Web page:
Wednesday, July 19, 2006


All aikido techniques have a backup technique or motion. Many of the techniques in kata are explicitly paired with another technique because one technique will serve as a backup in case the other fails. For instance, in junana, gedanate is the backup technique for gyakugamae .
Ushiroate, however, is a different sort of thing. It is actually a very robust, general-purpose backup to most of the techniques in junana. It tends to happen when uke is falling on tori or pressuring tori or resisting another technique.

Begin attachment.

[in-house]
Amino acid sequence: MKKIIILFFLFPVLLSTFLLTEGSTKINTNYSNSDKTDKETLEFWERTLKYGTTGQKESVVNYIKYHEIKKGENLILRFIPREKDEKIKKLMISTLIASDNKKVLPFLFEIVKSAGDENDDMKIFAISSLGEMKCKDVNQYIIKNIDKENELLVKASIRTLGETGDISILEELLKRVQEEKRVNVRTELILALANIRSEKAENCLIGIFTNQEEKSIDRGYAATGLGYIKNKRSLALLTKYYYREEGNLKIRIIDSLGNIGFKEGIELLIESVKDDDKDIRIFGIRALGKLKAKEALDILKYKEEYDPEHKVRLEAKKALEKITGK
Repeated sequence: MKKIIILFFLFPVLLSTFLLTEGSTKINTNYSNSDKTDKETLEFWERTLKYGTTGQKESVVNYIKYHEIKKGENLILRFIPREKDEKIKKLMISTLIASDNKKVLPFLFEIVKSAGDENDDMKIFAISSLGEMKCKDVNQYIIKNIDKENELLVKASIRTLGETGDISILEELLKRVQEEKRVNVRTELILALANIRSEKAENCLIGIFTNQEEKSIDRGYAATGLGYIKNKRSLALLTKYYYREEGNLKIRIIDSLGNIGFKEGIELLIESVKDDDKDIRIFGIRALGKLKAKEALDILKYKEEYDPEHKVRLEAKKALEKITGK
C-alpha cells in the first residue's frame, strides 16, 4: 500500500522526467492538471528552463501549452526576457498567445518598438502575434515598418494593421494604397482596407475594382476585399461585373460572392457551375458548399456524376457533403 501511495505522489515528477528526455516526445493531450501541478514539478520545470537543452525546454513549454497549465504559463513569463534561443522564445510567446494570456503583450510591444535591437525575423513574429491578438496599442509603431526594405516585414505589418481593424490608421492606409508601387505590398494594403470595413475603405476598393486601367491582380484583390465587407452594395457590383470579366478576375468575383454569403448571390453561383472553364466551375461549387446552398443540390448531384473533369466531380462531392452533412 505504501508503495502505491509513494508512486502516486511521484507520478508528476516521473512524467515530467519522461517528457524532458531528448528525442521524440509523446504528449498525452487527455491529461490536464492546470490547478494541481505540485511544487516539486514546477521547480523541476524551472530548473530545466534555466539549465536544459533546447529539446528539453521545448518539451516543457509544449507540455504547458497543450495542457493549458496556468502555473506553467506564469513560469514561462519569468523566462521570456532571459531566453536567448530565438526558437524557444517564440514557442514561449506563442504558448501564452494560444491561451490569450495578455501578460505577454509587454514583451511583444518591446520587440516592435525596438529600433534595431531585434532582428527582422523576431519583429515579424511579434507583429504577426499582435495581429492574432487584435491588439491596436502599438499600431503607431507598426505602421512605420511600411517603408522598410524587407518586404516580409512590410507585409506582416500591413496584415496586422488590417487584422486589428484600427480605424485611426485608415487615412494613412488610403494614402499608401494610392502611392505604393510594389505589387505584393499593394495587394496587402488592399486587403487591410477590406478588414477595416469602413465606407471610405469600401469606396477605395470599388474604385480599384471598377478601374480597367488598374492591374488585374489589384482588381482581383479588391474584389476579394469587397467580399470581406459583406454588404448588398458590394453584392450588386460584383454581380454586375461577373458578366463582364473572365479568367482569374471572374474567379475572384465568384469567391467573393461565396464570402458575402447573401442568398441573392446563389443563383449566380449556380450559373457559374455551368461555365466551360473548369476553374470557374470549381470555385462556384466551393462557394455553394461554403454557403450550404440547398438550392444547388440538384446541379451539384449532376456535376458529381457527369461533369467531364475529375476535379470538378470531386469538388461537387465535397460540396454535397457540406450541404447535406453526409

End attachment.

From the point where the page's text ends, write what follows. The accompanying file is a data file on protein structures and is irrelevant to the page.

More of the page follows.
Because of the general utility of ushiro as a failsafe in aikido, it could almost be considered a principle of aikido instead of technique - just like I wrote earlier about shomenate. In fact, there seems to be an analogous relationship between shomenate and ushiroate similar to the irimi/tenkan omote/ura relationships in aikikai aikido.
Ushiro often feels to tori like swinging around a pole and if tori continues this rotation then the pull becomes a chest push as a separation. So, shomenate (on the chest) is the backup technique for ushiroate.

No comments:

Post a Comment

Note: Only a member of this blog may post a comment.

Related Posts Plugin for WordPress, Blogger...